‘You’ve made a silly poppet to play with.’

There was no disguising the disgust in Adam’s voice. She was laughing at him, like all the others. He was on the point of running out of the stable, but she moved swiftly in front of him, blocking his way. She held up the doll again. ‘This poppet is called Master . . . What’s your schoolmaster’s name?’

‘Warner,’ Adam said sullenly.

‘Master Warner,’ Leonia repeated slowly. ‘We must baptise him properly if he is to have a name.’ She carried the poppet over to the pail of bloody water. ‘Come here. You shall be the priest.’ She held out the doll to him and Adam found himself taking it from her. He held it awkwardly, sure she was mocking him, but uncertain what she meant to do.

‘Go on, Adam, dip the poppet into the water three times, right under. Then say his name. Say, “I name you Master Warner.”’

Adam plunged the straw figure into the bloody water. ‘Master Warner,’ he mumbled.

‘No, you must say “I name you” or it won’t work.’

Adam felt utterly foolish, but sensed she would not stop tormenting him until he repeated the words exactly as she’d instructed.

The first time he said it was almost under his breath, but by the third time he found he was laughing. For some reason he could never have explained, he was suddenly elated, as if he really was ducking old Warner himself under the water.

Leonia was laughing too. When he’d finished, she tipped the scarlet water away in the corner. ‘Don’t want anyone finding that and asking questions.’

Adam gazed at her with admiration. He’d never have remembered to do it. She took the wet poppet from him and placed it on the top of an oat barrel, standing the little straw manikin upright so that a little puddle of bloody water pooled at its tiny straw feet.

‘Now, Master Warner, how shall we punish you?’

‘We could hang him,’ Adam said eagerly, entering into the game. He was already casting about for a piece of cord.

‘He’ll die in time, but you don’t want to kill him yet. That’s too quick. You want to hurt him first.’ Leonia searched the stable floor, scattering the straw with her shoe, then pounced on something. ‘I knew there’d be one somewhere.’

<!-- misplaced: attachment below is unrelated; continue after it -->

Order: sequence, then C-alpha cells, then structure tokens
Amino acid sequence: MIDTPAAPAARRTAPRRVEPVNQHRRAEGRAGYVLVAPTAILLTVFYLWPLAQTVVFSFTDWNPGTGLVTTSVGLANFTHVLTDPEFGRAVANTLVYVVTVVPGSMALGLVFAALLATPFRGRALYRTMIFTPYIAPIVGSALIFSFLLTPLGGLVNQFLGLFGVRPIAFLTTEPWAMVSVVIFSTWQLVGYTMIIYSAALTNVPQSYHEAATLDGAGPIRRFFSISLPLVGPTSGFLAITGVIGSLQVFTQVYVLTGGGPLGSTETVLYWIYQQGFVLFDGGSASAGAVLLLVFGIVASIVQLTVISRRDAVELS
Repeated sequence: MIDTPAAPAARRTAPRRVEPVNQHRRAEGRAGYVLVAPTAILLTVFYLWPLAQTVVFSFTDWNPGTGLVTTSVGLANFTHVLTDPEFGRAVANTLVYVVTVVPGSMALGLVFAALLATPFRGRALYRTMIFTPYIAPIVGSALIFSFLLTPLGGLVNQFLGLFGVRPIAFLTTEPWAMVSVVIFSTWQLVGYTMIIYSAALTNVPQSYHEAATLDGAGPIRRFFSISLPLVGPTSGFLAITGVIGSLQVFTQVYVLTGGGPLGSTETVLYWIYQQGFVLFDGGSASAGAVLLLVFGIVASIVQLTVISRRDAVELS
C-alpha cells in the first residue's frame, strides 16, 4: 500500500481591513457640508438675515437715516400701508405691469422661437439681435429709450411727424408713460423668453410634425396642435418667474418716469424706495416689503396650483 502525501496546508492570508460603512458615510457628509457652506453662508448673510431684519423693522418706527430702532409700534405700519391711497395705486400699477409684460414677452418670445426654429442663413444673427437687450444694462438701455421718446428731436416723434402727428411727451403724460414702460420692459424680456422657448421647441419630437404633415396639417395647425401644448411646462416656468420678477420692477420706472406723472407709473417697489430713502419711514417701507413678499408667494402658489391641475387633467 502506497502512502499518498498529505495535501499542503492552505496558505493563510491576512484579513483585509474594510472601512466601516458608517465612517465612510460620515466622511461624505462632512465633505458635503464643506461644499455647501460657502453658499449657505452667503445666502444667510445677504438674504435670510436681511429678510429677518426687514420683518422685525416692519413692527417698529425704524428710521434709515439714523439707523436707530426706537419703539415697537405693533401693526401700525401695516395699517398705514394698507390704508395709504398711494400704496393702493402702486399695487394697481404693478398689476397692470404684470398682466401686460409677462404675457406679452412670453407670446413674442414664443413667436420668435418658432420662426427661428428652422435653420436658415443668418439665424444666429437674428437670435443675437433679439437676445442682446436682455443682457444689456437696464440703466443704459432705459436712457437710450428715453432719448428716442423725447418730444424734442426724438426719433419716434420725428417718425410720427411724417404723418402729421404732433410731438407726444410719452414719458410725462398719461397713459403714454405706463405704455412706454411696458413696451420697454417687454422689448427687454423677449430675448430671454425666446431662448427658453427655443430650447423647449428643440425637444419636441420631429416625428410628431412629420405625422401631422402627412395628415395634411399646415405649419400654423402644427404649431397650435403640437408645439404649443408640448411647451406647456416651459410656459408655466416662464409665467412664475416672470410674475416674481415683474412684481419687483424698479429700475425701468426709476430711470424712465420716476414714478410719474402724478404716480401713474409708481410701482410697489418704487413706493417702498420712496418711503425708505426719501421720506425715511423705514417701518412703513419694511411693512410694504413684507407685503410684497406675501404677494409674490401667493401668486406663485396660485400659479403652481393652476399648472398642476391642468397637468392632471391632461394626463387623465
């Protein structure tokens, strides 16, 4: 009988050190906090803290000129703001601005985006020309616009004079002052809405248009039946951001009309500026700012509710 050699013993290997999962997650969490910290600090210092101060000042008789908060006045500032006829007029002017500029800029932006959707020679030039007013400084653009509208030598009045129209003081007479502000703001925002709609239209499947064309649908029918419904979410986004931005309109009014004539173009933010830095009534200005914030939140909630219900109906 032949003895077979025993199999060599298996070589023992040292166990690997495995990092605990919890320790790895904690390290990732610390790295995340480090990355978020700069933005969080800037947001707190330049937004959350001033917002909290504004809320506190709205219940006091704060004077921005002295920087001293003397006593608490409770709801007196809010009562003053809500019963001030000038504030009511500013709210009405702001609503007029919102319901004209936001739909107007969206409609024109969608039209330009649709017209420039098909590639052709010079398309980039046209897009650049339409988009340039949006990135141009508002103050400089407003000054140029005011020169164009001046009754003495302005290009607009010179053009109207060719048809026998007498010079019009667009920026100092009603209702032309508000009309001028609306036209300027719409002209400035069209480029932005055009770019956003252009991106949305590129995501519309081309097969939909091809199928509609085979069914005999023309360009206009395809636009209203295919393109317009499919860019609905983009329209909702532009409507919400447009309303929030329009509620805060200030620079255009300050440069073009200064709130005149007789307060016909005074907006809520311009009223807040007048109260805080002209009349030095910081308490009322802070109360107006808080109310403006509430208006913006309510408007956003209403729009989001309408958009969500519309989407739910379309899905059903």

It was an old iron horseshoe nail, bent and rusty. It had evidently lain in the straw for some time. Leonia was right: the stable-boy didn’t make a good job of mucking out. She handed the nail to Adam. ‘Choose where you want to stab him. Not in the heart, though.’

Adam glanced up, aware that it was growing dark. The air was still as hot as Beata’s baking oven, but thick clouds were rolling in, obliterating the sun. Leonia’s eyes were glittering in the strange sulphurous half-light and he felt uneasy. It was as if she really believed they could kill old Warner. ‘I think it’s going to rain. We should go in before we’re missed.’

‘No!’ Leonia was not smiling. ‘Adam, remember what he did to you. Think about what it felt like when you were lying there as he flogged you. Think about how much he hurt you when you’d done nothing. You have to go to school tomorrow and they all saw you being whipped. They all know. What do you want to do to him now?’

Blood rushed into Adam’s cheeks as he relived being forced to take down his breeches in front of the whole school, being made to lie across that bench, shaking as he waited for the first blow to fall and the next and the next, biting his hand so he wouldn’t disgrace himself and cry. Warner hadn’t let him explain. He should have listened. He should have listened!

Seizing the nail in his clenched fist, he threw the poppet face down on the barrel. He raised the nail as high as he could, then plunged it into Warner’s buttocks, his legs, his arms, his back. It was not the straw he was stabbing, but flesh – flesh that could hurt and flesh that could bleed. Adam stabbed again and again, until he was exhausted.

Somewhere in the distance he heard the long, slow rumble of thunder.

The Vanishing Witch

Karen Maitland’s THE VANISHING WITCH is out now